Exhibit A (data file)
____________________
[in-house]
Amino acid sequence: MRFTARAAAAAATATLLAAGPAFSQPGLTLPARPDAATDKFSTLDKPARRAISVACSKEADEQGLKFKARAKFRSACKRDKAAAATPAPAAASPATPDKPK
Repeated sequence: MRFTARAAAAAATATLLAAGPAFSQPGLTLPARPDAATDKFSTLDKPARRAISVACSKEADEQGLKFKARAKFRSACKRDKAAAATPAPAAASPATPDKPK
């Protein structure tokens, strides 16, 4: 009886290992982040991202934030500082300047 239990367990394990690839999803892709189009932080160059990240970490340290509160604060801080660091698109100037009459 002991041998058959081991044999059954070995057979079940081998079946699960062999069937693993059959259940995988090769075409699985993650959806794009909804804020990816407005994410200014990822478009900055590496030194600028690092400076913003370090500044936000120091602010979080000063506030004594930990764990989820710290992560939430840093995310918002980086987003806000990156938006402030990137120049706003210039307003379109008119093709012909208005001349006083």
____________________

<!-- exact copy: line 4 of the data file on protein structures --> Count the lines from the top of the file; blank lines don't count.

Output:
């Protein structure tokens, strides 16, 4: 009886290992982040991202934030500082300047 239990367990394990690839999803892709189009932080160059990240970490340290509160604060801080660091698109100037009459 002991041998058959081991044999059954070995057979079940081998079946699960062999069937693993059959259940995988090769075409699985993650959806794009909804804020990816407005994410200014990822478009900055590496030194600028690092400076913003370090500044936000120091602010979080000063506030004594930990764990989820710290992560939430840093995310918002980086987003806000990156938006402030990137120049706003210039307003379109008119093709012909208005001349006083």